This post inspired by Ragtag Daily Prompt

Bread…the often maligned staff of life. A slice of evil carbs. The heaven-sent envelope for melted cheese.

I didn’t give it much thought on a personal level until 10 years ago. When I was diagnosed with celiac disease. And reluctantly began my adventures into the murky depths of the gluten-free diet.

Full disclosure: I worked my entire professional life as a registered dietitian, so I knew what celiac disease was. And what a gluten-free diet was.  My least favorite diet to teach someone about. Challenging to say the least.

It was not without great irony, that I embarked upon this new personal life chapter.

Returning to the subject of bread…

“Back in the day” as we baby boomers say, gluten-free (GF) bread was akin to extra thick cardboard…at best. Available only by mail order. Or at a lonely booth at the annual dietetics convention. Samples piled high as dietitians rushed past the company table. Towards the latest low fat potato chips on display further down the crowded aisle.

GF bread was oh so very dry. Like chewing on a rug pad. Sandy when crumbled. Taste? A junior high science experiment gone wrong.

When I was diagnosed in 2009, a hopeful light had started to appear at the end of the gluten-free diet tunnel. A few companies were starting to manufacture decent gluten-free mixes, cookies, cakes…and some breads. The marketing strategy was not so much aimed at those of us with celiac disease (we are only 1% of the US population), but for those with gluten intolerance as well.

However, the real economic driver for the cascade of GF foods on the grocery store shelves? The tidal wave of consumers who believe a gluten-free diet is a healthier diet overall (it isn’t, don’t get me started…).

All the attention is fine with me though. I benefit from more choices that actually taste…almost as good…as their “real” counterparts.

I tried making GF bread from a mix the old fashioned way. Letting it rise and all of that. There were a number of disasters until I found a mix that turned out okay…

gf bread 2011

…but the texture? meh… Taste? better than a GF loaf off the shelf. Still way too much work.

In 2011 my 2 adult children took pity on me and gifted me a bread machine at Christmas. Along with several bags of GF bread mix.

“It’s easy Mom. Just put it all in the machine and push the gluten free setting button!”
They were well acquainted with my aversion for recipes with more than 6 ingredients and a few steps.

They were right. It was easy. The bread tasted even better. And did I say it was easy?

The magic bread mix plus bread machine did equal a quality loaf of gluten-free bread. Not quite like the old days of hearty wheat and bran bread, but a definite improvement…

GF bread 2012

No more cardboard bread. The taste and texture acceptable. But still not…well…normal.

gf bread cutJPG

However…since I pride myself on reading directions – no matter what they are for – I also studied the recipe book that came with the bread machine.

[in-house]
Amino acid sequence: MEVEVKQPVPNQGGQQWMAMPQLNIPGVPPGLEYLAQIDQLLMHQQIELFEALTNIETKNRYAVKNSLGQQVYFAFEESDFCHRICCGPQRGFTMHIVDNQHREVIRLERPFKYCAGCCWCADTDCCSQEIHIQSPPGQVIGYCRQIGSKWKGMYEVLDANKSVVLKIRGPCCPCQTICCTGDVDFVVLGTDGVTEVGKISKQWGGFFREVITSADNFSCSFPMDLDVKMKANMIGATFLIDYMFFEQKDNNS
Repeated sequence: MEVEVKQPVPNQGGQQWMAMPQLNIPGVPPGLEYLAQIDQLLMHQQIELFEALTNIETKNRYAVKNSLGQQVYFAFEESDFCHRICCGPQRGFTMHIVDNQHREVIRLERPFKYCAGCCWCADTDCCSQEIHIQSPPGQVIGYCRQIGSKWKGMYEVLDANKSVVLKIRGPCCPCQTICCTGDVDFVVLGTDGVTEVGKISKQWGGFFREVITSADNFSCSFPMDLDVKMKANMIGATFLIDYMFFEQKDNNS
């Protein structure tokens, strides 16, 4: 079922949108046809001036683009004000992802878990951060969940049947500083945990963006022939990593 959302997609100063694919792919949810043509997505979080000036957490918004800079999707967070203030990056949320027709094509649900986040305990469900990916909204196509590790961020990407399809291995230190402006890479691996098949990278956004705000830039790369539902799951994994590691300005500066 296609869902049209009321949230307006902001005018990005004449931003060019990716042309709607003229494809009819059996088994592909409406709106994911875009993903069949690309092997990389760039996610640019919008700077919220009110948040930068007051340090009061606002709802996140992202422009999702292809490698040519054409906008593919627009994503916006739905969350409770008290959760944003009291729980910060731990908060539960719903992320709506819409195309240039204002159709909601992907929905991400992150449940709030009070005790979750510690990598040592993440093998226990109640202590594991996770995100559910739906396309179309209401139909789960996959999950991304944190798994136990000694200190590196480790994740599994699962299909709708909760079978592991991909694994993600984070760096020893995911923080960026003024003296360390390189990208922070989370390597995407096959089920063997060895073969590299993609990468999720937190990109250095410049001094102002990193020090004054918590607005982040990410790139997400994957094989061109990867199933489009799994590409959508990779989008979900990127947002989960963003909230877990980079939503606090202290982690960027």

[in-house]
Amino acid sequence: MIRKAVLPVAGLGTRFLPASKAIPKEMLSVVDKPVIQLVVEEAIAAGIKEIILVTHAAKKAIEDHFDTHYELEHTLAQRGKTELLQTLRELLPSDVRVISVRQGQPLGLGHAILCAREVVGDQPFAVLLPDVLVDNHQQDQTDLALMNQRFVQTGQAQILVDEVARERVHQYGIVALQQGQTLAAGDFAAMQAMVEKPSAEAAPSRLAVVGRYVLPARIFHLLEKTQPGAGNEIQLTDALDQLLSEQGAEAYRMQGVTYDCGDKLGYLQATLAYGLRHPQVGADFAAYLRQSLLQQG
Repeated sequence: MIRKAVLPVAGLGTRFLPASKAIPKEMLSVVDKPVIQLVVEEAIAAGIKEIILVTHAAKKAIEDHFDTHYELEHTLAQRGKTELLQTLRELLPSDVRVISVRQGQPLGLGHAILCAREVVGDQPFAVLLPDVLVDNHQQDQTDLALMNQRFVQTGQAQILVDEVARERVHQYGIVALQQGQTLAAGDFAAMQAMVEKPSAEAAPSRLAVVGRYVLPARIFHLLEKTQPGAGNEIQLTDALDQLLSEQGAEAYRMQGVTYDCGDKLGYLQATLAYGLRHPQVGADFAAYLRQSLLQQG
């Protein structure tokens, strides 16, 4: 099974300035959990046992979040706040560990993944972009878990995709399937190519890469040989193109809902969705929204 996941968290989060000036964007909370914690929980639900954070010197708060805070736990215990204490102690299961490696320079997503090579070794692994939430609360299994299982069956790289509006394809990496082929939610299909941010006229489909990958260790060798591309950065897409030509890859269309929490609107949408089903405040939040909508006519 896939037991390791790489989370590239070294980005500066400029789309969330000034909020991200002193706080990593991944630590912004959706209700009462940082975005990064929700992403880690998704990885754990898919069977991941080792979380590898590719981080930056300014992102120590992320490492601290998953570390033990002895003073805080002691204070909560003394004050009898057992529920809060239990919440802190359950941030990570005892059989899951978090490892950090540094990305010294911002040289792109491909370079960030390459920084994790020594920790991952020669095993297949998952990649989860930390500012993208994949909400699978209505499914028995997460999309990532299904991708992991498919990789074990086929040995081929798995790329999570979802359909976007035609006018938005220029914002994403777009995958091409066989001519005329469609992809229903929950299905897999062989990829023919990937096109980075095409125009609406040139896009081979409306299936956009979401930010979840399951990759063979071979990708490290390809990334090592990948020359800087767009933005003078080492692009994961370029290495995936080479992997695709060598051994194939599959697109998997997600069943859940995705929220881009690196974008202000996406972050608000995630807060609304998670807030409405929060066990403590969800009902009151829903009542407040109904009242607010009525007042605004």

I found a gluten-free bread recipe listing:

5  different flours plus
9 other ingredients
and 15 steps…

…I thought maybe I could make an even better GF bread. Worth the time to assemble. With so…many…ingredients. And the bread machine…

My curiosity got the better of me. As often happens.

I tweaked the recipe with:

1. What I had learned since my diagnosis (which includes: forget all you ever knew about baking bread)
2. Old Food Science class info nuggets pried from my memory bank circa 1976 (science is science after all).
3. Let’s try somehow to increase the fiber so eating white bread doesn’t feel so wrong.

It worked.
Excellent tasting gluten-free bread.

Which I know I have a photo of somewhere.
And when I find it, I will add it to this post!

One thing for sure: samples would go fast at the convention….

Tuesday Photo Challenge – Wonder

This post inspired by Frank at Dutch goes the Photo

The prompt: Wonder

The wonders of the world? The wonders of nature?

How about the wonders of the food we eat? The colorful & crunchy vegetables that grow from the ground – if carefully tended and nurtured and harvested.

From the earth we need to take better care of…but that’s another blog post topic all together.

A huge light bulb moment in the 7th grade changed my life. I asked my science teacher Mr. Jackson about potassium. My mother needed to increase her intake and I thought he might know the answer. It was a chemical after all.

His answer? Broccoli. Bananas. He then gave me a list of high potassium foods. It was that simple.

I had no idea until that moment in time that natural foods were that important. And what “healthy” as an adjective in front of “food” could really mean. Eat. Chemical reactions in the body. Feel better.

I went on to study nutrition and dietetics in college. My career resulted. Thanks to Mr. Jackson. Teachers: another wonder.

A true wonder of the world? I believe it starts with vegetables. Broccoli…peppers…carrots….
And then, of course, fruits.

As I used to show my patients, drawing a line down the center of a paper plate (way before the publicized “My Plate” visual), vegetables should take up half your plate.
Not always a popular suggestion.

Vegetables may not be exciting.
But they are still a wonder…



peppers copy

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